Heon Jin Kang, Chee Keng John Wang, and Stephen Francis Burns
a list of YouTube channels and URL links and was encouraged to watch and follow those guided exercise videos. A variety of exercise channels was given to the participant, such as yoga, Pilates, boxing, and Zumba. The main benefit of self-guided exercise via YouTube channels was the flexibility it
Gareth N. Sandford, Simon Pearson, Sian V. Allen, Rita M. Malcata, Andrew E. Kilding, Angus Ross, and Paul B. Laursen
used to medal at an OG or WC event in the recent competition era (2000–2016). Methods The tactical behaviors of 800-m medalists across 13 championships (5 OG and 8 WCs from Sydney 2000 to Rio de Janeiro 2016) were characterized using readily available footage from YouTube. In total, coverage of 12
Luca Filipas, Emiliano Nerli Ballati, Matteo Bonato, Antonio La Torre, and Maria Francesca Piacentini
International Association of Athletics Federations ( https://www.iaaf.org/records/toplists ). Overall race times and 0-to-200-m, 200-to-400-m, 400-to-600-m, 600-to-800-m split times were obtained from YouTube, uploaded to Kinovea, and analyzed using frame-by-frame playback; this method was previously validated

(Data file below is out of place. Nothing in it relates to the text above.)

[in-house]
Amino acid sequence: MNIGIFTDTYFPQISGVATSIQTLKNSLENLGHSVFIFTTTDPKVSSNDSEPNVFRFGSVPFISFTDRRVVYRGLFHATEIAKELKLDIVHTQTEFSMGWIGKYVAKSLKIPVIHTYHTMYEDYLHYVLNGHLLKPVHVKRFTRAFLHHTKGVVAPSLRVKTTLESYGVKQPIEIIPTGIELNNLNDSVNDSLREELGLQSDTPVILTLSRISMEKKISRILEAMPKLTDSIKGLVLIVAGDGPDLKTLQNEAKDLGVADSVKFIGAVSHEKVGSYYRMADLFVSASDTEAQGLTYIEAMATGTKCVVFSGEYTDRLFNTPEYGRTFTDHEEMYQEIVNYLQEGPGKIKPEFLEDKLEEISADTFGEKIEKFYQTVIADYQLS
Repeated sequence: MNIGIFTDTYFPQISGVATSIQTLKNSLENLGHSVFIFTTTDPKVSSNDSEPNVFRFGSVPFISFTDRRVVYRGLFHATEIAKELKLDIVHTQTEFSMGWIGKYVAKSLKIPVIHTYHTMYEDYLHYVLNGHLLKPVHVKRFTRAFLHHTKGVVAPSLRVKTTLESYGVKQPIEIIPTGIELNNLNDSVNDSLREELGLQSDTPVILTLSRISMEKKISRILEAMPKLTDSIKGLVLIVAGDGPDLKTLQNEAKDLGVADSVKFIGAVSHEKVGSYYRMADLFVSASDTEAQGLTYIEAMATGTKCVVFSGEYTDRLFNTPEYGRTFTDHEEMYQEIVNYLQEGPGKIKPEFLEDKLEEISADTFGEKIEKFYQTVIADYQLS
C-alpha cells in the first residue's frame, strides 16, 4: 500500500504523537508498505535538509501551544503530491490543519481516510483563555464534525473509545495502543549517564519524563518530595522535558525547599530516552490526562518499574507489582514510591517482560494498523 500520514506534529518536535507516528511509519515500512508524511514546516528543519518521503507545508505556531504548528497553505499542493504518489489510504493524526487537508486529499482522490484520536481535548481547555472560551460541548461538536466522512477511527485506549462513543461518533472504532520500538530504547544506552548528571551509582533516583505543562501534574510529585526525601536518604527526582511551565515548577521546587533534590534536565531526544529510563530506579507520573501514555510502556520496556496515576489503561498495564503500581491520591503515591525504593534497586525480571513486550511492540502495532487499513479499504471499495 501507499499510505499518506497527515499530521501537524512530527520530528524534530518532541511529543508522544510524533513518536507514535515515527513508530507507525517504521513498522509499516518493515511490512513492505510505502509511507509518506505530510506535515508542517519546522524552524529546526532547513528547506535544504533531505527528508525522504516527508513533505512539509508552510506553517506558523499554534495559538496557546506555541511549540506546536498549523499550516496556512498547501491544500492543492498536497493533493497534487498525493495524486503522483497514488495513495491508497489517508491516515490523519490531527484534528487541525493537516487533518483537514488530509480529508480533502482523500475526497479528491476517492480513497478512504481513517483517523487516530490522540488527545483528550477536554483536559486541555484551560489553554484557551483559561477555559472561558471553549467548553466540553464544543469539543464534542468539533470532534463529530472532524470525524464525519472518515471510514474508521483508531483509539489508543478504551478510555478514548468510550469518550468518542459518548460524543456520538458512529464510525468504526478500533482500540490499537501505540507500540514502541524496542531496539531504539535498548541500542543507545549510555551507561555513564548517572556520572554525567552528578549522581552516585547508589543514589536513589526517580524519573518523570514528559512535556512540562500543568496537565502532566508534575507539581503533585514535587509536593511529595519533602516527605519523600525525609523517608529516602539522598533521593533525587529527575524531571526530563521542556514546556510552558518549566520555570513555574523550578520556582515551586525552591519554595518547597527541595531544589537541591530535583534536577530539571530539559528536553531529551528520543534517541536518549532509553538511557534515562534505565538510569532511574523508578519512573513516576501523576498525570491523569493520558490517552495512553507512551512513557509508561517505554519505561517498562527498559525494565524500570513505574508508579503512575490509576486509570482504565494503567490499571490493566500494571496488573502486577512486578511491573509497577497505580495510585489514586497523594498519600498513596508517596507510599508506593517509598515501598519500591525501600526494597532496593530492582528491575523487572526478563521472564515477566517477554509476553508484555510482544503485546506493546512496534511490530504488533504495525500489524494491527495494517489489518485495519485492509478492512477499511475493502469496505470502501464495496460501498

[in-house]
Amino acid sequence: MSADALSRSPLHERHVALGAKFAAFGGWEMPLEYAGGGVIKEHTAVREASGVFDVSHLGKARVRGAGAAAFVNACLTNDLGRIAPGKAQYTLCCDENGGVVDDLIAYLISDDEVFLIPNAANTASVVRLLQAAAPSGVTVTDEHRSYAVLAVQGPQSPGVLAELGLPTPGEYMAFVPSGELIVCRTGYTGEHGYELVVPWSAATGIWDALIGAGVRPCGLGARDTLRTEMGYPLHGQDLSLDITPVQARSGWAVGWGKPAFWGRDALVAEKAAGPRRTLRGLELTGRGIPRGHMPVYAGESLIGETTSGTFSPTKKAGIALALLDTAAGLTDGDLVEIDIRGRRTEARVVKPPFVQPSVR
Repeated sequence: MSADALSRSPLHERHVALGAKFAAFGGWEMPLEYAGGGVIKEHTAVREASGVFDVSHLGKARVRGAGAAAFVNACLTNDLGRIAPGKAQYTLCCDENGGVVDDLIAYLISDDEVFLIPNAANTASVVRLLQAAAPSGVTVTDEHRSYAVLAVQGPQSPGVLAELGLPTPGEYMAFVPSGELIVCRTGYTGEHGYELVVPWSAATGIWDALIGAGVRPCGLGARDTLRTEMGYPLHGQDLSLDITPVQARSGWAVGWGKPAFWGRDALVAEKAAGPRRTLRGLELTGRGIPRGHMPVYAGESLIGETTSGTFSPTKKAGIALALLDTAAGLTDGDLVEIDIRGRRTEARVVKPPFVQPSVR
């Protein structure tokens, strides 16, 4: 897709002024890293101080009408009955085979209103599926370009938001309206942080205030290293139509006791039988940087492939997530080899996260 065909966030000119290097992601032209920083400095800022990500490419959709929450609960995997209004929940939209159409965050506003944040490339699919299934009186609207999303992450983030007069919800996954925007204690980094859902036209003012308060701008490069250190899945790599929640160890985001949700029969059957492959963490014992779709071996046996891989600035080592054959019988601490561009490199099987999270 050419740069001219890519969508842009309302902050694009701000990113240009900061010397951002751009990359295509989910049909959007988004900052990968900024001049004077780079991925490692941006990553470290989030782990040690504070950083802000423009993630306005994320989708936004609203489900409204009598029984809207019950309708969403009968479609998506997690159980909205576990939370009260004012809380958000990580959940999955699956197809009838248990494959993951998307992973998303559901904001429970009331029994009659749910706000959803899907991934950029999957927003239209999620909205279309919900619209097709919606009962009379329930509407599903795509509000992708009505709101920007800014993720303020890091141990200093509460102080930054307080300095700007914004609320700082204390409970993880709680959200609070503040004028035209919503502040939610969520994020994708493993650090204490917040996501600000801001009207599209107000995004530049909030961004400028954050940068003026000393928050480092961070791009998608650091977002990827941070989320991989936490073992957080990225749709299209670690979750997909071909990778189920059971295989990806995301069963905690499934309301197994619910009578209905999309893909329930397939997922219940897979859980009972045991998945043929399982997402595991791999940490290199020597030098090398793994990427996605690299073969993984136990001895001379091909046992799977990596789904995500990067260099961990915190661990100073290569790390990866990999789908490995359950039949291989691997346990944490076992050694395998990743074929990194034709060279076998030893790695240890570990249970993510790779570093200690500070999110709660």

Online learning has grown at a rapid pace in the last decade (Allen & Seaman, 2005). The purpose of this paper is to present some of the most recent technologies associated with online coaching education in academic settings. The effectiveness of the online learning environment is controversial (USDOE, 2009; Jaggars & Bailey, 2010). Therefore, it is critical to examine strategies that can be used to ensure learning outcomes. A series of tips for online educators are offered. Multiple tools for educators, including blogs, wikis, Google Cloud, instant messaging and YouTube are discussed in relation to possible course assignments within a coaching education curriculum. The paper concludes with a few suggestions for educating large groups.